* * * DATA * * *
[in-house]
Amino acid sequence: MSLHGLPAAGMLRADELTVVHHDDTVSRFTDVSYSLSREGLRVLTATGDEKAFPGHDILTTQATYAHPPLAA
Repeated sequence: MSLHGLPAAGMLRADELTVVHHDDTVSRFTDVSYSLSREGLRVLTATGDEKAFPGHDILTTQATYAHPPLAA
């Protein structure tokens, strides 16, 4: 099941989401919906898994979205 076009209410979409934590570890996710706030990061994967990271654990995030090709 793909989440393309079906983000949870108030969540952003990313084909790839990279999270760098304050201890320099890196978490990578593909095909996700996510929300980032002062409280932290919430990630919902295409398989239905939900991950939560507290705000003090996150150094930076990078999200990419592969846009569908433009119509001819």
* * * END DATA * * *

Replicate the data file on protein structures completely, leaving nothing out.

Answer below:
[in-house]
Amino acid sequence: MSLHGLPAAGMLRADELTVVHHDDTVSRFTDVSYSLSREGLRVLTATGDEKAFPGHDILTTQATYAHPPLAA
Repeated sequence: MSLHGLPAAGMLRADELTVVHHDDTVSRFTDVSYSLSREGLRVLTATGDEKAFPGHDILTTQATYAHPPLAA
């Protein structure tokens, strides 16, 4: 099941989401919906898994979205 076009209410979409934590570890996710706030990061994967990271654990995030090709 793909989440393309079906983000949870108030969540952003990313084909790839990279999270760098304050201890320099890196978490990578593909095909996700996510929300980032002062409280932290919430990630919902295409398989239905939900991950939560507290705000003090996150150094930076990078999200990419592969846009569908433009119509001819």